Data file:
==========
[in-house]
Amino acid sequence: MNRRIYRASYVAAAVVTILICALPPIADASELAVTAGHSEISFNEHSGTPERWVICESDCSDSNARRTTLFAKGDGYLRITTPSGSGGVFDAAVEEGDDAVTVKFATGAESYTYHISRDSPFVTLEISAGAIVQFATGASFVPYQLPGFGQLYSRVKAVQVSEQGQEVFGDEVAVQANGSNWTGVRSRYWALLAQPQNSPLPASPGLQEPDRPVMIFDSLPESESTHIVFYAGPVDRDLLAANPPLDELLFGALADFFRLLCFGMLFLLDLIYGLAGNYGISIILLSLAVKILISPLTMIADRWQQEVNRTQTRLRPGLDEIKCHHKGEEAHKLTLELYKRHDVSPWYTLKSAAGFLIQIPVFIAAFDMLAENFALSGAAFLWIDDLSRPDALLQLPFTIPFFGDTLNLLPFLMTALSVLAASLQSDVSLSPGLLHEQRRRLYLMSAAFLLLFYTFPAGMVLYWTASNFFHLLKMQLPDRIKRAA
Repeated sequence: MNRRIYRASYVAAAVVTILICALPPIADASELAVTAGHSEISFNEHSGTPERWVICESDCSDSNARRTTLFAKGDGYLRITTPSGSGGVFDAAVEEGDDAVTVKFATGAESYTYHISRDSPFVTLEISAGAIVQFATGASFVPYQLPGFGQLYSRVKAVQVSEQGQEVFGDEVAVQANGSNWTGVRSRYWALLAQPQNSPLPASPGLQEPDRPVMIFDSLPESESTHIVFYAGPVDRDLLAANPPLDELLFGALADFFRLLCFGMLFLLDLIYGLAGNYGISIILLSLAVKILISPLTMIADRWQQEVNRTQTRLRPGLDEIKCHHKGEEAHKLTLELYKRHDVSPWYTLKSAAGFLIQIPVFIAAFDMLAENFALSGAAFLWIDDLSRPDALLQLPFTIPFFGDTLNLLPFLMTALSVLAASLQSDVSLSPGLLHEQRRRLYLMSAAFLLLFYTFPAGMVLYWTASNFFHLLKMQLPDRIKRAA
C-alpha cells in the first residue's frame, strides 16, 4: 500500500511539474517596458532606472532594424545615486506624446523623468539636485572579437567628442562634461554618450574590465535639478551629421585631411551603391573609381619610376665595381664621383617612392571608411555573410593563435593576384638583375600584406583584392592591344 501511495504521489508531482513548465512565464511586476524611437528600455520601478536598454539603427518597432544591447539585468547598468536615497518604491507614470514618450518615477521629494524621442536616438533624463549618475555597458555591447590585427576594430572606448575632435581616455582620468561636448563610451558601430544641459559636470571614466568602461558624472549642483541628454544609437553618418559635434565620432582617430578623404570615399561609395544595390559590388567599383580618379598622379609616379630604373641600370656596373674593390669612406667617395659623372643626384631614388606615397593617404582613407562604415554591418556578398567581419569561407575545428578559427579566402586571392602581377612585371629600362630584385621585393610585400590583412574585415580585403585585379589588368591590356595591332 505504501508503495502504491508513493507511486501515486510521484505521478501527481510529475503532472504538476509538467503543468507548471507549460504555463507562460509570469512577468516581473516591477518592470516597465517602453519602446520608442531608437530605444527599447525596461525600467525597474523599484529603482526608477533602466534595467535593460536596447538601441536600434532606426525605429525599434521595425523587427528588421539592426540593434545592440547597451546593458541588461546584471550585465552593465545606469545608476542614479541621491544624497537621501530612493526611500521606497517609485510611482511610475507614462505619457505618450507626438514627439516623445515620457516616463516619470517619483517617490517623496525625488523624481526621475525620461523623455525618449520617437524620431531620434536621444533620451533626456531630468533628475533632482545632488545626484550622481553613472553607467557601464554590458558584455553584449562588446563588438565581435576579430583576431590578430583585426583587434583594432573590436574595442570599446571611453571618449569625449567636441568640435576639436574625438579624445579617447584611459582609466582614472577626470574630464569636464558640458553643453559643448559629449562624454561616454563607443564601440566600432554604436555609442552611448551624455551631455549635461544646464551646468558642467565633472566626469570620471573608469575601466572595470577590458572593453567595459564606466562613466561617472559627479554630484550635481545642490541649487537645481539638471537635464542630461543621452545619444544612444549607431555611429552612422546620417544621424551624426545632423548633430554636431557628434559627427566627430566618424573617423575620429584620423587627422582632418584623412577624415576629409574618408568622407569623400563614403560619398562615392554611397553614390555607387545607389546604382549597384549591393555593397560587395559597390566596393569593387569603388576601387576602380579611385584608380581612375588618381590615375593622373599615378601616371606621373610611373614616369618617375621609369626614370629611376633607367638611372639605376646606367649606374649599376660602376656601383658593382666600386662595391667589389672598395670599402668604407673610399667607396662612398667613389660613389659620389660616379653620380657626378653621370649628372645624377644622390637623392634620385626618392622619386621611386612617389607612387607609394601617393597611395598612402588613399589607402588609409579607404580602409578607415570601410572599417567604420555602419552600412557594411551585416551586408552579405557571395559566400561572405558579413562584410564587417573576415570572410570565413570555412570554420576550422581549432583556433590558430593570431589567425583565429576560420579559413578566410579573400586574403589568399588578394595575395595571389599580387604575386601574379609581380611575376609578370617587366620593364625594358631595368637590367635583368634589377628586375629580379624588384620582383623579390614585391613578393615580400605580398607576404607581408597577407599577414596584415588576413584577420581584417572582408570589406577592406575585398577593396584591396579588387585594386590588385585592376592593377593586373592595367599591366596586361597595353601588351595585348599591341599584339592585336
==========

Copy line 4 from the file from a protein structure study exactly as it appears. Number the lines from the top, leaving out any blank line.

C-alpha cells in the first residue's frame, strides 16, 4: 500500500511539474517596458532606472532594424545615486506624446523623468539636485572579437567628442562634461554618450574590465535639478551629421585631411551603391573609381619610376665595381664621383617612392571608411555573410593563435593576384638583375600584406583584392592591344 501511495504521489508531482513548465512565464511586476524611437528600455520601478536598454539603427518597432544591447539585468547598468536615497518604491507614470514618450518615477521629494524621442536616438533624463549618475555597458555591447590585427576594430572606448575632435581616455582620468561636448563610451558601430544641459559636470571614466568602461558624472549642483541628454544609437553618418559635434565620432582617430578623404570615399561609395544595390559590388567599383580618379598622379609616379630604373641600370656596373674593390669612406667617395659623372643626384631614388606615397593617404582613407562604415554591418556578398567581419569561407575545428578559427579566402586571392602581377612585371629600362630584385621585393610585400590583412574585415580585403585585379589588368591590356595591332 505504501508503495502504491508513493507511486501515486510521484505521478501527481510529475503532472504538476509538467503543468507548471507549460504555463507562460509570469512577468516581473516591477518592470516597465517602453519602446520608442531608437530605444527599447525596461525600467525597474523599484529603482526608477533602466534595467535593460536596447538601441536600434532606426525605429525599434521595425523587427528588421539592426540593434545592440547597451546593458541588461546584471550585465552593465545606469545608476542614479541621491544624497537621501530612493526611500521606497517609485510611482511610475507614462505619457505618450507626438514627439516623445515620457516616463516619470517619483517617490517623496525625488523624481526621475525620461523623455525618449520617437524620431531620434536621444533620451533626456531630468533628475533632482545632488545626484550622481553613472553607467557601464554590458558584455553584449562588446563588438565581435576579430583576431590578430583585426583587434583594432573590436574595442570599446571611453571618449569625449567636441568640435576639436574625438579624445579617447584611459582609466582614472577626470574630464569636464558640458553643453559643448559629449562624454561616454563607443564601440566600432554604436555609442552611448551624455551631455549635461544646464551646468558642467565633472566626469570620471573608469575601466572595470577590458572593453567595459564606466562613466561617472559627479554630484550635481545642490541649487537645481539638471537635464542630461543621452545619444544612444549607431555611429552612422546620417544621424551624426545632423548633430554636431557628434559627427566627430566618424573617423575620429584620423587627422582632418584623412577624415576629409574618408568622407569623400563614403560619398562615392554611397553614390555607387545607389546604382549597384549591393555593397560587395559597390566596393569593387569603388576601387576602380579611385584608380581612375588618381590615375593622373599615378601616371606621373610611373614616369618617375621609369626614370629611376633607367638611372639605376646606367649606374649599376660602376656601383658593382666600386662595391667589389672598395670599402668604407673610399667607396662612398667613389660613389659620389660616379653620380657626378653621370649628372645624377644622390637623392634620385626618392622619386621611386612617389607612387607609394601617393597611395598612402588613399589607402588609409579607404580602409578607415570601410572599417567604420555602419552600412557594411551585416551586408552579405557571395559566400561572405558579413562584410564587417573576415570572410570565413570555412570554420576550422581549432583556433590558430593570431589567425583565429576560420579559413578566410579573400586574403589568399588578394595575395595571389599580387604575386601574379609581380611575376609578370617587366620593364625594358631595368637590367635583368634589377628586375629580379624588384620582383623579390614585391613578393615580400605580398607576404607581408597577407599577414596584415588576413584577420581584417572582408570589406577592406575585398577593396584591396579588387585594386590588385585592376592593377593586373592595367599591366596586361597595353601588351595585348599591341599584339592585336